Relevance is surely a key factor in the success of research, relevance going forward – relevance to the population affected and to their way of life. Research must deliver the promise on which the funding was justified. Good research aims to have generalisable conclusions that are robust and include patient-reported data which will surely become the gold standard in future. Such research aims to improve some aspect of how we live and do our work, building in real world data can add to the richness of the conclusions. With that perspective, surely there is a good scientific basis for real time symptom reporting and research methods that engage those patients who are suffering most with an illness. Consumers can actively report how symptoms manifest themselves in a time sequence as well as a narrative, without recall error. Patient engagement is vital for good outcomes.
Just as we can learn from the epidemiology of COVID-19, we can surely also learn about the development and treatment of other diseases – not just the communicable public health issues but the non-communicable and debilitating illnesses that limit the quality of life of so many. Just as patient involvement is helping with research in long COVID, is there any reason why this should not be the case with cancer, dementia, multiple sclerosis, diabetes, migraine, asthma, irritable bowel disease and many others? Early warning of exacerbations is likely to be possible, even if this cannot always prevent serious incidents. Such research could inform the protocols informing transition between care settings and help emergency departments to be even better prepared for patients as they arrive in distress. We can discover the nuances that traditional questionnaires, designed years ago, might not have sought. The knowledge of lived experience is valuable if we can capture it efficiently.
Real time research – convenient, relevant, and cost-effective
Of course, all research does not have to be real time. However, now we are seeing the value of constantly updating our knowledge of disease spread and management, we must have methodologies that are accepted as valid for those cases where real time data is most valuable.
Long COVID is an example of where patient-led research has and will continue to be the most effective way for patient participation to happen. For long COVID, the population of sufferers is typically 35 to 69 years – most of whom are likely to have a smartphone and some confidence with using digital. Long COVID sufferers are from all walks of life, professional and non-professional, prior to the infection and may now be unable to return to their normal job. Often long COVID patients are highly motivated to browse the web and social media for any research that could improve their condition, many have found their GP did not have much to offer except a series of blood tests and general remedies. Long COVID patients do not rely on prescribed medicines, they embrace a wider range of options to manage their symptoms. These people are not just motivated to participate in research about their condition, but they are informed about emerging thinking on the virus, testing and treatment. These patient-consumers are actively contributing to knowledge of what to investigate and what might be effective. Long COVID, by definition, persists a long time and symptom patterns may change. There are often periods where they think they are getting better but then the symptoms return. The problem does not stand still, boundaries change. The research must be dynamic.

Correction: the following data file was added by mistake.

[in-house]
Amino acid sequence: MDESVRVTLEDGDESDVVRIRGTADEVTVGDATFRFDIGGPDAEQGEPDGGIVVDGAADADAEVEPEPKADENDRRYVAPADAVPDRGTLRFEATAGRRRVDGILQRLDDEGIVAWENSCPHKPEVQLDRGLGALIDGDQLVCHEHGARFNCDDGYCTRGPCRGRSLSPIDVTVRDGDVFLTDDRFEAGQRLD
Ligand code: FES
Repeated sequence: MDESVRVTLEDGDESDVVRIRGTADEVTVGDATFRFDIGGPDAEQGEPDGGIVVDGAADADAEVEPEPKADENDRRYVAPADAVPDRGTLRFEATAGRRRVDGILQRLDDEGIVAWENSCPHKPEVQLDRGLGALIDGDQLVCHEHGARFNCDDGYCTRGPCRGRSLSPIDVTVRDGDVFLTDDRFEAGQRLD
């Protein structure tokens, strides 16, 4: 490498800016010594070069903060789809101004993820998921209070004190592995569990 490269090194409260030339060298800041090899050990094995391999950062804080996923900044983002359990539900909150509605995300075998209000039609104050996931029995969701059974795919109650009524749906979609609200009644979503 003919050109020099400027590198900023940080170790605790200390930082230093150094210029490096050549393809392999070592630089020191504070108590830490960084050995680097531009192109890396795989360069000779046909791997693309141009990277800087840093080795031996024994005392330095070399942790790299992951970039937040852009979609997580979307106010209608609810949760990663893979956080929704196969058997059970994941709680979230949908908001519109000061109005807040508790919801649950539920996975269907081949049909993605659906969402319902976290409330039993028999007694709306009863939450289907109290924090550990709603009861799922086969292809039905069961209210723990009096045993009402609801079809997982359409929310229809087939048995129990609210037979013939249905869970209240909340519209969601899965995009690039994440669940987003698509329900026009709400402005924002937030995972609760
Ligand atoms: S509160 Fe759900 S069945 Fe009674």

So real-time research must accommodate the realities of what is being studied. Rather than spending months crystallising the protocol, before inviting participants and sending the inclusion-list a lot of paperwork, is there a better way? We all know that research has drop-out rates and we all know that apps have dropout rates too; the statistical planning has to incorporate assumptions on how much data will be captured to achieve valid conclusions. Good science normally demands that people report at controlled intervals, to suit the statistical analysis. Researchers should choose the right tools for the purpose. TIYGA™ is one example of a real time data capture tool that has proven acceptable to patients with long-term conditions and long COVID (Fig.1), whose duration is yet unknown. Perhaps the research design should accommodate the fact that patients may have brain fog and fatigue as well as a great need for sleep? Data capture should not impose unreasonable demands or constraints on the patients and their ability to record meaningful answers in near real time.
Feedback and dissemination normally take place months or years after the data have been captured, and long after the research question was formulated. For the patients who give their time and energy to contributing to research, there is an argument for rapid dissemination of results as soon it is prudent to do so. Translation into practice is important.
However, when we do real time research that involves lived daily (or hourly) experience being reported by those motivated to find a cure quickly, are we doing them an injustice by planning the way we did pre-2020? Chronobiology is helping us to understand daily patterns, especially relating to eating and sleeping. Real time data about daily routines could support adoption of healthier lifestyle choices.
Learning from patients – engaging patients in real time research
All research should be cost-effective, so app-based submission of data should be included to minimise expenditure. We need to combine the knowledge of lived experience via PGHD (Fig. 2), with the knowledge acquired over many years, by many people in many ways. We should also take account of real-world changes in the illness, experience of it and the impact it has on quality of life. Without the detailed data about what happens outside clinical settings, how can we predict, prevent, or pre-empt exacerbations and incidents through intervention at the right time and place?
Bringing knowledge to life (knowledge animation™) that was previously thought not important into structures and frameworks, makes that knowledge amenable to machine learning and enables us to obtain richer insights that benefit us all.